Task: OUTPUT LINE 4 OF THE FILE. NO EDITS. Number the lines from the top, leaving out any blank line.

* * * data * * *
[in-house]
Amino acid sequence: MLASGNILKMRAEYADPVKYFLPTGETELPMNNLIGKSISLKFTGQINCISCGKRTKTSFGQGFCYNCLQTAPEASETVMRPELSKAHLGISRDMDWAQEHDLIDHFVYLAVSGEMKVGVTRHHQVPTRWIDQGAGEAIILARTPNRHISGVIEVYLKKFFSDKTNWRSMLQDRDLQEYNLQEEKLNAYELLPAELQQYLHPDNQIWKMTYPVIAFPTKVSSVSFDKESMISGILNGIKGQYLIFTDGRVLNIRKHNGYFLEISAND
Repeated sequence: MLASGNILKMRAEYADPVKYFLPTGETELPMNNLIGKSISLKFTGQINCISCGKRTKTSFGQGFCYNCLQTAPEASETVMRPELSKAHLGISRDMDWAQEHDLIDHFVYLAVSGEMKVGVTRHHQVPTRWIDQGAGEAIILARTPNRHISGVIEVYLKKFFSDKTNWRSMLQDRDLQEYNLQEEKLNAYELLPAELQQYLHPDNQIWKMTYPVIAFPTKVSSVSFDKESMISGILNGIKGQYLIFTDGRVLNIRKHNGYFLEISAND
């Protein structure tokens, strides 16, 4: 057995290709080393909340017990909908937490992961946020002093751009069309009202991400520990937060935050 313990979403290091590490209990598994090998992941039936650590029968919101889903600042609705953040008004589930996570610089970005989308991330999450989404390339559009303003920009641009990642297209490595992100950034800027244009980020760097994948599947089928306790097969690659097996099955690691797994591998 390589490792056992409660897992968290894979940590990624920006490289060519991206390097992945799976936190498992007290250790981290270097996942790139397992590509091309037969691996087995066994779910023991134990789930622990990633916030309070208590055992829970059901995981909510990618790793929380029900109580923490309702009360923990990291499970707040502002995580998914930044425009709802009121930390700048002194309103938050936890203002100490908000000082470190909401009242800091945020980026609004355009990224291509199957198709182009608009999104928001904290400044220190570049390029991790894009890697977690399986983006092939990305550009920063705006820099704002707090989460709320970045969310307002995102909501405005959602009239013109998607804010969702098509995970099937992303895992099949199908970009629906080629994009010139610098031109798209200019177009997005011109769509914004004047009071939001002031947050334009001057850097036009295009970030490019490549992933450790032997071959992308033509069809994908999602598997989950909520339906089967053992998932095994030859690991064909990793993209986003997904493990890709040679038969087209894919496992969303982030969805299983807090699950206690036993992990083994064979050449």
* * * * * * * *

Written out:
């Protein structure tokens, strides 16, 4: 057995290709080393909340017990909908937490992961946020002093751009069309009202991400520990937060935050 313990979403290091590490209990598994090998992941039936650590029968919101889903600042609705953040008004589930996570610089970005989308991330999450989404390339559009303003920009641009990642297209490595992100950034800027244009980020760097994948599947089928306790097969690659097996099955690691797994591998 390589490792056992409660897992968290894979940590990624920006490289060519991206390097992945799976936190498992007290250790981290270097996942790139397992590509091309037969691996087995066994779910023991134990789930622990990633916030309070208590055992829970059901995981909510990618790793929380029900109580923490309702009360923990990291499970707040502002995580998914930044425009709802009121930390700048002194309103938050936890203002100490908000000082470190909401009242800091945020980026609004355009990224291509199957198709182009608009999104928001904290400044220190570049390029991790894009890697977690399986983006092939990305550009920063705006820099704002707090989460709320970045969310307002995102909501405005959602009239013109998607804010969702098509995970099937992303895992099949199908970009629906080629994009010139610098031109798209200019177009997005011109769509914004004047009071939001002031947050334009001057850097036009295009970030490019490549992933450790032997071959992308033509069809994908999602598997989950909520339906089967053992998932095994030859690991064909990793993209986003997904493990890709040679038969087209894919496992969303982030969805299983807090699950206690036993992990083994064979050449």